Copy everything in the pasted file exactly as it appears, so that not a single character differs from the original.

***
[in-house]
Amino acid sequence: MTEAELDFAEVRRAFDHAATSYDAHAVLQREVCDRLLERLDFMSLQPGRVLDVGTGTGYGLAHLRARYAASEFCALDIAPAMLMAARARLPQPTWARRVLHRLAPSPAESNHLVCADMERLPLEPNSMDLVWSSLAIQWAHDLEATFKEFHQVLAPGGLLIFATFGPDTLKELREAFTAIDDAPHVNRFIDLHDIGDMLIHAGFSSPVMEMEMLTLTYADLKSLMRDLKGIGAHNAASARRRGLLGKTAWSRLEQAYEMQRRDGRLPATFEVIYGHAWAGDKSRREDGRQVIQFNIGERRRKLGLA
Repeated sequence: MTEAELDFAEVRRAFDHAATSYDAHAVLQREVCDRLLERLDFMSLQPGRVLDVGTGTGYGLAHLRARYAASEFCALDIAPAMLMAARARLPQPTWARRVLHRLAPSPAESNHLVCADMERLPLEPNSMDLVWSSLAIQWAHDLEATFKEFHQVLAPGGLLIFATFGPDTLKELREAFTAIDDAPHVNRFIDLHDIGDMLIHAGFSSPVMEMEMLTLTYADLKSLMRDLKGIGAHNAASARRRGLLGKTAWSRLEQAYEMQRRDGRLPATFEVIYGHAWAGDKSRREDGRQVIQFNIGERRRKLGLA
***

[in-house]
Amino acid sequence: MTEAELDFAEVRRAFDHAATSYDAHAVLQREVCDRLLERLDFMSLQPGRVLDVGTGTGYGLAHLRARYAASEFCALDIAPAMLMAARARLPQPTWARRVLHRLAPSPAESNHLVCADMERLPLEPNSMDLVWSSLAIQWAHDLEATFKEFHQVLAPGGLLIFATFGPDTLKELREAFTAIDDAPHVNRFIDLHDIGDMLIHAGFSSPVMEMEMLTLTYADLKSLMRDLKGIGAHNAASARRRGLLGKTAWSRLEQAYEMQRRDGRLPATFEVIYGHAWAGDKSRREDGRQVIQFNIGERRRKLGLA
Repeated sequence: MTEAELDFAEVRRAFDHAATSYDAHAVLQREVCDRLLERLDFMSLQPGRVLDVGTGTGYGLAHLRARYAASEFCALDIAPAMLMAARARLPQPTWARRVLHRLAPSPAESNHLVCADMERLPLEPNSMDLVWSSLAIQWAHDLEATFKEFHQVLAPGGLLIFATFGPDTLKELREAFTAIDDAPHVNRFIDLHDIGDMLIHAGFSSPVMEMEMLTLTYADLKSLMRDLKGIGAHNAASARRRGLLGKTAWSRLEQAYEMQRRDGRLPATFEVIYGHAWAGDKSRREDGRQVIQFNIGERRRKLGLA